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Quantifying the area at risk using the infarct lateral border: importance of infarct transmurality

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Journal of Cardiovascular Magnetic Resonance201214 (Suppl 1) :O24

https://doi.org/10.1186/1532-429X-14-S1-O24

  • Published:

Keywords

  • Myocardial Infarction
  • Left Atrium
  • Ischemia Time
  • Lateral Border
  • Precise Quantification

Background

The wavefront phenomenon describes the transmural progression of myocardial infarction (MI) from endocardium to epicardium with increasing ischemia duration. A corollary is once subendocardial MI has developed, the infarct lateral border (InfarctLatBor) delineates the Area-at-risk (AAR) lateral border, and thus, can be used to measure overall AAR size. However, with short ischemia time a confluent subendocardial layer of infarction may not develop, and InfarctLatBor may underestimate AAR size. The transmural extent of infarction necessary for InfarctLatBor to accurately reflect AAR size is unknown.

In-vivo assessment of InfarctLatBor with delayed-enhancement-CMR (DE-CMR) has been compared with surrogates of the AAR (ECG, angiographic scores, T2-weighted-CMR). However, no comparison exists with a pathology-based truth standard of the AAR (i.e microspheres). We sought to examine: (1) on pathology studies, the threshold of infarct transmurality necessary for the InfarctLatBor to accurately delineate the AAR, and (2) the ability of in-vivo DE-CMR (via InfarctlatBor assessment) to quantify the AAR in comparison with pathology.

Methods

In 15 canines, MI with various infarct transmuralities was produced by temporary occlusion (50-120mins) of the LAD or LCx. A complete LV short-axis stack (7mm thickness, no gap) of DE-CMR images were obtained following gadoversetamide administration (0.2mmol/kg). Prior to sacrifice, the infarct-related-artery was reoccluded at the same site (same suture) and microspheres (1-10μ, 2 million, Duke scientific corp.) were injected into the left atrium to determine AAR size (AARPATH). After TTC-staining the infarct lateral border was used to estimate AAR size (InfarctLabBorPATH).

Results

Comparing pathology-based measurements per-slice (N=114), InfarctLatBorPATH slightly underestimated AARPATH (28.2±25.9% vs. 28.9±25.4%, bias -0.6±2.9%, p=0.03), though correlation was excellent (r=0.994). In slices with mean infarct transmurality <10% InfarctlatBorPATH underestimated AARPATH, whereas no systematic under- or overestimation occurred when infarct transmurality was >10% (Figure1). Similarly, on a per-heart basis, in-vivo InfarctlatBorDE-CMR slightly underestimated AARPATH (25.2±13.3% vs. 26.8±12.4%, bias -1.6±2.5%, p=0.03), and again the correlation was excellent (r=0.979). The greatest underestimation (-8.4%ofLV) was found in the subject with lowest mean infarct transmurality (11%) and highest number of slices (N=4) with infarct transmurality <10%. Excluding this subject, the maximum bias was lower than -4%ofLV for all other subjects.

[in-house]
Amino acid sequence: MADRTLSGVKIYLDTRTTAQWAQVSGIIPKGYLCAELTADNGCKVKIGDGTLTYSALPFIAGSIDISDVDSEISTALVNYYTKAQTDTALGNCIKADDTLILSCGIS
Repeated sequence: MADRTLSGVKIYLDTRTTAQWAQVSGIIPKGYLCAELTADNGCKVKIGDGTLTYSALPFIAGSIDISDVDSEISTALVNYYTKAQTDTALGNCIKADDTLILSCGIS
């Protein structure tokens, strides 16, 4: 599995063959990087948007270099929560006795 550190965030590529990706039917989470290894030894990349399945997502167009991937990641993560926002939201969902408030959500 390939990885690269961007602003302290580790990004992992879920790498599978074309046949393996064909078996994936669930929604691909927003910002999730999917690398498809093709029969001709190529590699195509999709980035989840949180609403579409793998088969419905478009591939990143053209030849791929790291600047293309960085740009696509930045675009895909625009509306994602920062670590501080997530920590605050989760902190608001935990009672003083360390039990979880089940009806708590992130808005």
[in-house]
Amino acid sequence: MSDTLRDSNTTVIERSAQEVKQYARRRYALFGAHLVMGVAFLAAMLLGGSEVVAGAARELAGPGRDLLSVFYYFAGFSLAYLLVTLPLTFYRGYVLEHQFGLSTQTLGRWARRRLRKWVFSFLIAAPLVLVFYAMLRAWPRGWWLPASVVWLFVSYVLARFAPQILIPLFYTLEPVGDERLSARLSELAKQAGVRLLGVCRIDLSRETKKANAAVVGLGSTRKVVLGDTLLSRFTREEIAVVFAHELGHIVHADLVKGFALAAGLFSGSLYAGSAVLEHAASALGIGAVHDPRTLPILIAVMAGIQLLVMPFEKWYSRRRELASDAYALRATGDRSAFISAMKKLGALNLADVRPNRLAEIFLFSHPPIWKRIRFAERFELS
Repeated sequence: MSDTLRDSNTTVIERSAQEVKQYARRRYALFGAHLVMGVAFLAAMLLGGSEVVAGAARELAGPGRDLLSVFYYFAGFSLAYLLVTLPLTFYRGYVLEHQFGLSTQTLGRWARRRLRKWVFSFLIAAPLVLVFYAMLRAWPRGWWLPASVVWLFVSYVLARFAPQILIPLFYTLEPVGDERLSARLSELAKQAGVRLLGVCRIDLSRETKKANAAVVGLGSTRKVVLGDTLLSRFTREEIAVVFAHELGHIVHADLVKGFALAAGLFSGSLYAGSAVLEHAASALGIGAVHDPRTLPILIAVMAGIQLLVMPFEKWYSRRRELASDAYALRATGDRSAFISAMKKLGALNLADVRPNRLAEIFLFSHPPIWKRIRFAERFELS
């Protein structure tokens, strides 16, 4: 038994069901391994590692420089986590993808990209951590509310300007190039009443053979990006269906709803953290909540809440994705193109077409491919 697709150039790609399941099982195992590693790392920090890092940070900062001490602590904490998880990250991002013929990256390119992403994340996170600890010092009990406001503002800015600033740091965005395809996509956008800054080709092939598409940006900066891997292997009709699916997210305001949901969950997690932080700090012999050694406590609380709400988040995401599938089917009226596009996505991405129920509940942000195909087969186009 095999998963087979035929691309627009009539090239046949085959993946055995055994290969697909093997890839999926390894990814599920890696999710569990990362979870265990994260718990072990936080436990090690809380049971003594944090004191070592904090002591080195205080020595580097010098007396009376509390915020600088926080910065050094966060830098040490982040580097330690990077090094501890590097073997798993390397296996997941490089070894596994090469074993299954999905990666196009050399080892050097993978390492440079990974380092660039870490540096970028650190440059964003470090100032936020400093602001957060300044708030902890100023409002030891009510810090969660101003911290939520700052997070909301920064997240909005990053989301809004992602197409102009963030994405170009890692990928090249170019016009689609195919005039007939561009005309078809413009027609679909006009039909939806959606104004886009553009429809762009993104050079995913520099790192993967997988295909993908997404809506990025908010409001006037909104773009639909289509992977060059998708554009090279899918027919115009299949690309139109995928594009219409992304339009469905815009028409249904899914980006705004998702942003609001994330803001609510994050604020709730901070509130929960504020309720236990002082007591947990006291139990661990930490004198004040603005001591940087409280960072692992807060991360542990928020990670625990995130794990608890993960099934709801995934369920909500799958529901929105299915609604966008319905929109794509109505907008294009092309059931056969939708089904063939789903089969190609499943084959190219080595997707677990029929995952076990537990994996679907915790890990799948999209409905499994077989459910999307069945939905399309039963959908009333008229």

Figure 1
Figure 1

The infarct lateral border ((InfarctLatBor Path ) is used to estimate true area-at-risk size delineated by microspheres (AAR Path ). Note, underestimation of AAR size by the infarct lateral border occurs only in slices with mean infarct transmurality <10% (p<0.001). In groups with higher transmurality no bias was found (p=N.S.).

Conclusions

The lateral border of infarction allows for precise quantification of true AAR size unless a subendocardial layer of infarction less than 10% transmural is present. In-vivo DE-CMR assessment of the infarct lateral border can be used to accurately estimate AAR size, however, underestimation may occur if mean infarct transmurality is near 10%.

Funding

This study was funded in part by following NIH-grant: 5R01HL064726-07.

Authors’ Affiliations

(1)
Duke Cardiovascular MR Center, Duke University Medical Center, Durham, NC, USA

Copyright

© Jensen et al; licensee BioMed Central Ltd. 2012

This article is published under license to BioMed Central Ltd. This is an open access article distributed under the terms of the Creative Commons Attribution License (http://creativecommons.org/licenses/by/2.0), which permits unrestricted use, distribution, and reproduction in any medium, provided the original work is properly cited.

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